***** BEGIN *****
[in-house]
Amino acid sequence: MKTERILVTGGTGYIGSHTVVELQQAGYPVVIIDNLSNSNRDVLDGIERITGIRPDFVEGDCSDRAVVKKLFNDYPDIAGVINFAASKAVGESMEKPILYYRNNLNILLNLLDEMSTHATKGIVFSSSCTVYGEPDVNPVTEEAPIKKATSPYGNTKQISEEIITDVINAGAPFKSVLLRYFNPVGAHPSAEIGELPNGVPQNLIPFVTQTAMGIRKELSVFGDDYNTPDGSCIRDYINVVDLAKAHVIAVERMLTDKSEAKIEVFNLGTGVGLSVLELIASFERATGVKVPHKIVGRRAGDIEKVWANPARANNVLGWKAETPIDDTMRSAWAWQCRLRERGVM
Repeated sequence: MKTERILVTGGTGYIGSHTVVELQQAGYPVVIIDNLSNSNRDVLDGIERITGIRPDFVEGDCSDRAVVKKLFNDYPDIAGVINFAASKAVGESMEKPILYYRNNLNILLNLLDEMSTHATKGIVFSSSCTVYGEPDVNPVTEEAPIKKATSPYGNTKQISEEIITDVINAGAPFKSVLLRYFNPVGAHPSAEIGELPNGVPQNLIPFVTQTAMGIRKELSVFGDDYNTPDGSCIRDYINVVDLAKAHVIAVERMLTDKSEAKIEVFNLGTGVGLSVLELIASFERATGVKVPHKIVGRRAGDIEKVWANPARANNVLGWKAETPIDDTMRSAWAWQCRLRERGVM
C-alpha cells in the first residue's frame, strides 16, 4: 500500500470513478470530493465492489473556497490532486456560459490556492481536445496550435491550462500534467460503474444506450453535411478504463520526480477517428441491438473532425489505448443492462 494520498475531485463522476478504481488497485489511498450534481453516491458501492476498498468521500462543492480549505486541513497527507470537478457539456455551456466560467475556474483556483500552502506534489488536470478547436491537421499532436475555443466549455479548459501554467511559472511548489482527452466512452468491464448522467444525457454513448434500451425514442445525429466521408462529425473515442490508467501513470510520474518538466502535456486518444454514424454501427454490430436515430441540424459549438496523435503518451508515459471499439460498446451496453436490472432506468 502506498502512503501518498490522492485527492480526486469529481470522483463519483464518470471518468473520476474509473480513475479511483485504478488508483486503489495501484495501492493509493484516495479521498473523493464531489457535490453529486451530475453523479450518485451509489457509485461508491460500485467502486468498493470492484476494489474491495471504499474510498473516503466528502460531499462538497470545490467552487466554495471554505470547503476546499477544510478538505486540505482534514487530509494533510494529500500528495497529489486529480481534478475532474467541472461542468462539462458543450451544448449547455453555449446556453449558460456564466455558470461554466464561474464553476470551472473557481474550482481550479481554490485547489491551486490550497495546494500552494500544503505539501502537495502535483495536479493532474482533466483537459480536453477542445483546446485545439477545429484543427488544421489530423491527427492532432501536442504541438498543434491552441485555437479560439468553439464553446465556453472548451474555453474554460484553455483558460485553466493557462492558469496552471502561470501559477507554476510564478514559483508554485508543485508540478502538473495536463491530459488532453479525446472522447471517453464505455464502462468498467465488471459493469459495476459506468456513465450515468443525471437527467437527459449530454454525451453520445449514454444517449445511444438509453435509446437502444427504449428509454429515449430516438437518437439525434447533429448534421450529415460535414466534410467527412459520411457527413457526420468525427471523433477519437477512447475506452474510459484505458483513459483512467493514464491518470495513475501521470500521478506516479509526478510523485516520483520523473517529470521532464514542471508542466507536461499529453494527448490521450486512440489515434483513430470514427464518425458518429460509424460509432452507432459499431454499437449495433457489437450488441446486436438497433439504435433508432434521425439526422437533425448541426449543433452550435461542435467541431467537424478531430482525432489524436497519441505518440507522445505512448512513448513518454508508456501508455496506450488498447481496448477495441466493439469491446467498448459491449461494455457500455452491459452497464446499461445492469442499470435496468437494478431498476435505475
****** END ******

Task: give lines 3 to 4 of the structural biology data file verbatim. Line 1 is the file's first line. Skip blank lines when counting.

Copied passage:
Repeated sequence: MKTERILVTGGTGYIGSHTVVELQQAGYPVVIIDNLSNSNRDVLDGIERITGIRPDFVEGDCSDRAVVKKLFNDYPDIAGVINFAASKAVGESMEKPILYYRNNLNILLNLLDEMSTHATKGIVFSSSCTVYGEPDVNPVTEEAPIKKATSPYGNTKQISEEIITDVINAGAPFKSVLLRYFNPVGAHPSAEIGELPNGVPQNLIPFVTQTAMGIRKELSVFGDDYNTPDGSCIRDYINVVDLAKAHVIAVERMLTDKSEAKIEVFNLGTGVGLSVLELIASFERATGVKVPHKIVGRRAGDIEKVWANPARANNVLGWKAETPIDDTMRSAWAWQCRLRERGVM
C-alpha cells in the first residue's frame, strides 16, 4: 500500500470513478470530493465492489473556497490532486456560459490556492481536445496550435491550462500534467460503474444506450453535411478504463520526480477517428441491438473532425489505448443492462 494520498475531485463522476478504481488497485489511498450534481453516491458501492476498498468521500462543492480549505486541513497527507470537478457539456455551456466560467475556474483556483500552502506534489488536470478547436491537421499532436475555443466549455479548459501554467511559472511548489482527452466512452468491464448522467444525457454513448434500451425514442445525429466521408462529425473515442490508467501513470510520474518538466502535456486518444454514424454501427454490430436515430441540424459549438496523435503518451508515459471499439460498446451496453436490472432506468 502506498502512503501518498490522492485527492480526486469529481470522483463519483464518470471518468473520476474509473480513475479511483485504478488508483486503489495501484495501492493509493484516495479521498473523493464531489457535490453529486451530475453523479450518485451509489457509485461508491460500485467502486468498493470492484476494489474491495471504499474510498473516503466528502460531499462538497470545490467552487466554495471554505470547503476546499477544510478538505486540505482534514487530509494533510494529500500528495497529489486529480481534478475532474467541472461542468462539462458543450451544448449547455453555449446556453449558460456564466455558470461554466464561474464553476470551472473557481474550482481550479481554490485547489491551486490550497495546494500552494500544503505539501502537495502535483495536479493532474482533466483537459480536453477542445483546446485545439477545429484543427488544421489530423491527427492532432501536442504541438498543434491552441485555437479560439468553439464553446465556453472548451474555453474554460484553455483558460485553466493557462492558469496552471502561470501559477507554476510564478514559483508554485508543485508540478502538473495536463491530459488532453479525446472522447471517453464505455464502462468498467465488471459493469459495476459506468456513465450515468443525471437527467437527459449530454454525451453520445449514454444517449445511444438509453435509446437502444427504449428509454429515449430516438437518437439525434447533429448534421450529415460535414466534410467527412459520411457527413457526420468525427471523433477519437477512447475506452474510459484505458483513459483512467493514464491518470495513475501521470500521478506516479509526478510523485516520483520523473517529470521532464514542471508542466507536461499529453494527448490521450486512440489515434483513430470514427464518425458518429460509424460509432452507432459499431454499437449495433457489437450488441446486436438497433439504435433508432434521425439526422437533425448541426449543433452550435461542435467541431467537424478531430482525432489524436497519441505518440507522445505512448512513448513518454508508456501508455496506450488498447481496448477495441466493439469491446467498448459491449461494455457500455452491459452497464446499461445492469442499470435496468437494478431498476435505475